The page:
The factory of the future will be self-optimizing
October 2, 2017By Jeff Nedwick, Infor director of automotive product management & strategy
Forget about your image of assembly lines churning out identical products. The factory of the future is likely to be the opposite of mass production.
Mass customization of consumer products has been spreading slowly for nearly two decades. One recent example comes from Nike, which launched NIKEiD in 2012, an online service allowing consumers to create a unique pair of sneakers by picking their own colors, designs, and performance features on certain shoe models. Customers pay a big premium for that kind of customization.
Unfortunately, when applied to the complex automotive manufacturing processes, this kind of customization also squeezes profit margins and leaves little room for waste or inefficiency.
But clearly mass customization is here to stay, so the challenge for automakers comes down to this simple question: How do they make customized, low-volume cars cost effectively?
One way is to ensure manufacturing operations are running at optimum efficiency by ensuring that plant floor equipment can detect and correct inefficiencies and anticipate the need for maintenance through predictive analytics. Underpinning this future self-optimizing state is the ability to integrate and collect real-time information from every piece of equipment, device, and sensor on the plant floor.
That’s where digital transformation via the Industrial Internet of Things (IIoT) comes into play.
The automotive industry has a head start with IIOT. Automotive manufacturers were automating and connecting manufacturing equipment on the plant floor long before the term “Internet of Things” was coined, and that experience has made it easier to now see the value obtained by collecting and analyzing all the data being generated on the plant floor.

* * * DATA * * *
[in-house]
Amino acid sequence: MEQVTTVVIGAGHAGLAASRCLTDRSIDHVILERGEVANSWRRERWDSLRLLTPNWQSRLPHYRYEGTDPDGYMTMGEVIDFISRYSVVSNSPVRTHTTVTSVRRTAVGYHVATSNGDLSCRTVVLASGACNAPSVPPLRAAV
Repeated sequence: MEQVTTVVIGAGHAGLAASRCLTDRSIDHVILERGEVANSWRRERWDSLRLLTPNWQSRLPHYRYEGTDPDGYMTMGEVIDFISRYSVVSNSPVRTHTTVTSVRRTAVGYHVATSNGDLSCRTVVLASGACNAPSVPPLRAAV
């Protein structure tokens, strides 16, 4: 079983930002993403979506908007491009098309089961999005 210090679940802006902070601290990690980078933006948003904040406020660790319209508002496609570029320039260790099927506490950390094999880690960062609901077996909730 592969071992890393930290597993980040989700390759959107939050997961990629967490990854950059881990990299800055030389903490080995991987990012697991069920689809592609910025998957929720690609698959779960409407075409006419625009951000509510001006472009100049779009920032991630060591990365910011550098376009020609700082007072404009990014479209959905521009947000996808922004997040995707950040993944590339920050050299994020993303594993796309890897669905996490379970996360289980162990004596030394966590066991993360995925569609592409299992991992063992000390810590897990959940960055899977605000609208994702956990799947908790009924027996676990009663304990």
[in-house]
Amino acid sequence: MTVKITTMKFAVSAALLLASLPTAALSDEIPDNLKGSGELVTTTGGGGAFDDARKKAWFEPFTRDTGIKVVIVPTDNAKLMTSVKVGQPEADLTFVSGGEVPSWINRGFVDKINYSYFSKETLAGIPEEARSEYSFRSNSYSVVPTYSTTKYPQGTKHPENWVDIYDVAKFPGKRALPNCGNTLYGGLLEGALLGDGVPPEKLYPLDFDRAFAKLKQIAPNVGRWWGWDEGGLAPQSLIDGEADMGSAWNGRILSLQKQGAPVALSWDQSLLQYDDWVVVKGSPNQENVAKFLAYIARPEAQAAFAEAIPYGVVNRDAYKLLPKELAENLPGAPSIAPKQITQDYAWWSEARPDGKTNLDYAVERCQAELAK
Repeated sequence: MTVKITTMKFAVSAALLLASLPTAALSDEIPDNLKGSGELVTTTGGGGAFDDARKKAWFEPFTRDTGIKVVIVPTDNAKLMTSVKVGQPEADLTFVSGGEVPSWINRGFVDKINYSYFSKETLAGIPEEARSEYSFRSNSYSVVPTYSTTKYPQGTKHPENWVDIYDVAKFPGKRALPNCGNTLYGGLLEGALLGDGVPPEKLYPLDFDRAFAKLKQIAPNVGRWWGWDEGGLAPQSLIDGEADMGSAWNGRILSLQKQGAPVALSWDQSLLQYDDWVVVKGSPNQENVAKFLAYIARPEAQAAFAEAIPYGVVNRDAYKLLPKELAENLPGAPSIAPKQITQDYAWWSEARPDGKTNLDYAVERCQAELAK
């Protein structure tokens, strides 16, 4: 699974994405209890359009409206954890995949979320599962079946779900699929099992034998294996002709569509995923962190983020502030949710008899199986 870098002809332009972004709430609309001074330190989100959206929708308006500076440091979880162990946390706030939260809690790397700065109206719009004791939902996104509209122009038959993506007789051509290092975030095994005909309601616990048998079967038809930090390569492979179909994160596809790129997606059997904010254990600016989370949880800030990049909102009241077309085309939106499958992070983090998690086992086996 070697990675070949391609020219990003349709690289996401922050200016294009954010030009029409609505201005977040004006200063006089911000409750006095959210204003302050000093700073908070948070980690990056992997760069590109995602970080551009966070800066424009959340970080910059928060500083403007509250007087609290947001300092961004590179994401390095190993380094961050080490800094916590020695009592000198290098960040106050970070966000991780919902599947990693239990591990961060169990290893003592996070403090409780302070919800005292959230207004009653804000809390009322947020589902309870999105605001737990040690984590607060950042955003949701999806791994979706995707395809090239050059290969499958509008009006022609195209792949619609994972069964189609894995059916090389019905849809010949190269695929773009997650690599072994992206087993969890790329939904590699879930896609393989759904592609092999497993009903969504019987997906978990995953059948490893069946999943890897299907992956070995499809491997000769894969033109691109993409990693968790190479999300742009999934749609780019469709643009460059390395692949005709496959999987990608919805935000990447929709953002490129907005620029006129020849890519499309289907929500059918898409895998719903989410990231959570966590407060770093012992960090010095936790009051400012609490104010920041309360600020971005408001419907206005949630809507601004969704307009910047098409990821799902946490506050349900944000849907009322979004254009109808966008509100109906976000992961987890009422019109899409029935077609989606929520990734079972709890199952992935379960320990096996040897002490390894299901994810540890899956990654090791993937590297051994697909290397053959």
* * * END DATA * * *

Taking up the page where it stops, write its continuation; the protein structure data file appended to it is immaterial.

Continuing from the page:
The advanced shop floor management techniques of the factory of the future will rely on data collected directly from shop floor equipment to calculate actual machine performance vs. planned machine performance in real time. This immediate feedback detects and predicts breakdowns or inefficiencies — in both processes and equipment — and allows operators to take corrective action if a deviation from target is detected.
In addition, plant managers can compare manufacturing performance between plants, lines, or machines to ensure all processes are running at peak efficiency.
Data collected from plant floor equipment can also eliminate unscheduled downtime by assessing the health of critical equipment components and predicting equipment failure to schedule repairs before a breakdown occurs. This paradigm shift from preventive to predictive is enabled through analysis of machine and sensor data and seamless integration to enterprise asset management applications.
In a typical high-volume automotive manufacturing environment, it can be difficult to trace with precision the production lineage of a given product. But in the factory of the future, access to historical data collected from manufacturing operations enables both backward and forward end-to-end traceability to the root cause of a product defect.
As automakers struggle to meet the demands of more sophisticated and demanding consumers, the factory of the future provides an effective way to offset the increased costs associated with lower volumes and highly customized vehicles.
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